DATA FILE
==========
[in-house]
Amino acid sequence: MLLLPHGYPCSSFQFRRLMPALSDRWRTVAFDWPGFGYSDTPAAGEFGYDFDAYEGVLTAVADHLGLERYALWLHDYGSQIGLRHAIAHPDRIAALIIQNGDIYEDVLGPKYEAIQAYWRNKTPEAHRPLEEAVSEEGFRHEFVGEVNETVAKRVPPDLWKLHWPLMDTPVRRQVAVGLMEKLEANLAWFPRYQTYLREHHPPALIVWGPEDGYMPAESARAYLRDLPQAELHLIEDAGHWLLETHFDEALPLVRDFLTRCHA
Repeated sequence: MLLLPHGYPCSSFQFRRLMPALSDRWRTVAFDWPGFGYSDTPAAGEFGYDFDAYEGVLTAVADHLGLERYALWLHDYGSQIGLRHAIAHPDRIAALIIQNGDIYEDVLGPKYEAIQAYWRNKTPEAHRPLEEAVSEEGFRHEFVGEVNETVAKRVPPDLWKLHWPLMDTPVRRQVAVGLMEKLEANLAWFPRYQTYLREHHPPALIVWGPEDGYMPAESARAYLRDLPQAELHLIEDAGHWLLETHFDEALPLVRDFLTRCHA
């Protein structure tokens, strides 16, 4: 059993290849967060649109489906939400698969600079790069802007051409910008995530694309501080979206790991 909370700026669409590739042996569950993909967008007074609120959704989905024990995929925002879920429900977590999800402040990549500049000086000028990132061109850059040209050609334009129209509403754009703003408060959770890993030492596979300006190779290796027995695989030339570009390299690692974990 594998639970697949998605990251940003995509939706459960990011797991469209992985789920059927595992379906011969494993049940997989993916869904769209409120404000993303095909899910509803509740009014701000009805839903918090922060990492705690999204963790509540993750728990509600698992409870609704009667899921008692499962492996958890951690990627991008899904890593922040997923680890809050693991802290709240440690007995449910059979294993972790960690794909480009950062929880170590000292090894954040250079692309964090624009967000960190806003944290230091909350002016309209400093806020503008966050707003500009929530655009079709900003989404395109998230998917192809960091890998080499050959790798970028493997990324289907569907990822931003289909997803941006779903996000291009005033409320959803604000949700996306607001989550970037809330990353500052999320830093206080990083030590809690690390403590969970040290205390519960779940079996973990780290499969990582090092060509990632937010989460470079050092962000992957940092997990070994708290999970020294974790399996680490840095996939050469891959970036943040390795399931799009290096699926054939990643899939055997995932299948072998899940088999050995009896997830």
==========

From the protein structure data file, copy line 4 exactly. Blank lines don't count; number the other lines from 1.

């Protein structure tokens, strides 16, 4: 059993290849967060649109489906939400698969600079790069802007051409910008995530694309501080979206790991 909370700026669409590739042996569950993909967008007074609120959704989905024990995929925002879920429900977590999800402040990549500049000086000028990132061109850059040209050609334009129209509403754009703003408060959770890993030492596979300006190779290796027995695989030339570009390299690692974990 594998639970697949998605990251940003995509939706459960990011797991469209992985789920059927595992379906011969494993049940997989993916869904769209409120404000993303095909899910509803509740009014701000009805839903918090922060990492705690999204963790509540993750728990509600698992409870609704009667899921008692499962492996958890951690990627991008899904890593922040997923680890809050693991802290709240440690007995449910059979294993972790960690794909480009950062929880170590000292090894954040250079692309964090624009967000960190806003944290230091909350002016309209400093806020503008966050707003500009929530655009079709900003989404395109998230998917192809960091890998080499050959790798970028493997990324289907569907990822931003289909997803941006779903996000291009005033409320959803604000949700996306607001989550970037809330990353500052999320830093206080990083030590809690690390403590969970040290205390519960779940079996973990780290499969990582090092060509990632937010989460470079050092962000992957940092997990070994708290999970020294974790399996680490840095996939050469891959970036943040390795399931799009290096699926054939990643899939055997995932299948072998899940088999050995009896997830």